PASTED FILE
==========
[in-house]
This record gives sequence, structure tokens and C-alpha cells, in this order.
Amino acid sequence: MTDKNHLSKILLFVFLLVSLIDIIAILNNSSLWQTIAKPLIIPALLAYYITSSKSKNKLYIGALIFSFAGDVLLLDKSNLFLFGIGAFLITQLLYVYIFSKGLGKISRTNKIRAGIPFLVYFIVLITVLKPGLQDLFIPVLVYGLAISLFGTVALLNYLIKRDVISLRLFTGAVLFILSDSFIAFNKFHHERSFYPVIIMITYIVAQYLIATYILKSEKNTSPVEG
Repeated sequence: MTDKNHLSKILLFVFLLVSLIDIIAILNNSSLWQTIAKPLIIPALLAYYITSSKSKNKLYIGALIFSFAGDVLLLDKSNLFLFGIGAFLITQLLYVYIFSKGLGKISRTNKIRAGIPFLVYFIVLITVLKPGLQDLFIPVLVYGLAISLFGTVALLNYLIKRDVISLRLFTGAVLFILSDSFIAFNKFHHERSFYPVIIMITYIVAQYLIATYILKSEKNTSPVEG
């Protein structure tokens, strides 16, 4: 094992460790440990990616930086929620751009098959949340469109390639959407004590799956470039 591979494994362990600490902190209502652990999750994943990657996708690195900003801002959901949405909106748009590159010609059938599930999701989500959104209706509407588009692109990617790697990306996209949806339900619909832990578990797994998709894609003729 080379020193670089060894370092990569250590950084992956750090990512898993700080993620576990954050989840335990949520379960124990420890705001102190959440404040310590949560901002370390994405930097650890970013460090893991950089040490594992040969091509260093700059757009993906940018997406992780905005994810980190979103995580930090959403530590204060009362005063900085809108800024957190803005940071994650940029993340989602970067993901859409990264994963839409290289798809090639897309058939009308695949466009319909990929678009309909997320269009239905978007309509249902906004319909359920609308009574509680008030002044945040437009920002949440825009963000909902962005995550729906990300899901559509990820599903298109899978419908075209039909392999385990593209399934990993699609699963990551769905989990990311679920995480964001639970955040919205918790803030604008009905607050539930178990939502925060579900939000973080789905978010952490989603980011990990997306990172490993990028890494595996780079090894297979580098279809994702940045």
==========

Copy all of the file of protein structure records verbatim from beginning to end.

[in-house]
This record gives sequence, structure tokens and C-alpha cells, in this order.
Amino acid sequence: MTDKNHLSKILLFVFLLVSLIDIIAILNNSSLWQTIAKPLIIPALLAYYITSSKSKNKLYIGALIFSFAGDVLLLDKSNLFLFGIGAFLITQLLYVYIFSKGLGKISRTNKIRAGIPFLVYFIVLITVLKPGLQDLFIPVLVYGLAISLFGTVALLNYLIKRDVISLRLFTGAVLFILSDSFIAFNKFHHERSFYPVIIMITYIVAQYLIATYILKSEKNTSPVEG
Repeated sequence: MTDKNHLSKILLFVFLLVSLIDIIAILNNSSLWQTIAKPLIIPALLAYYITSSKSKNKLYIGALIFSFAGDVLLLDKSNLFLFGIGAFLITQLLYVYIFSKGLGKISRTNKIRAGIPFLVYFIVLITVLKPGLQDLFIPVLVYGLAISLFGTVALLNYLIKRDVISLRLFTGAVLFILSDSFIAFNKFHHERSFYPVIIMITYIVAQYLIATYILKSEKNTSPVEG
């Protein structure tokens, strides 16, 4: 094992460790440990990616930086929620751009098959949340469109390639959407004590799956470039 591979494994362990600490902190209502652990999750994943990657996708690195900003801002959901949405909106748009590159010609059938599930999701989500959104209706509407588009692109990617790697990306996209949806339900619909832990578990797994998709894609003729 080379020193670089060894370092990569250590950084992956750090990512898993700080993620576990954050989840335990949520379960124990420890705001102190959440404040310590949560901002370390994405930097650890970013460090893991950089040490594992040969091509260093700059757009993906940018997406992780905005994810980190979103995580930090959403530590204060009362005063900085809108800024957190803005940071994650940029993340989602970067993901859409990264994963839409290289798809090639897309058939009308695949466009319909990929678009309909997320269009239905978007309509249902906004319909359920609308009574509680008030002044945040437009920002949440825009963000909902962005995550729906990300899901559509990820599903298109899978419908075209039909392999385990593209399934990993699609699963990551769905989990990311679920995480964001639970955040919205918790803030604008009905607050539930178990939502925060579900939000973080789905978010952490989603980011990990997306990172490993990028890494595996780079090894297979580098279809994702940045």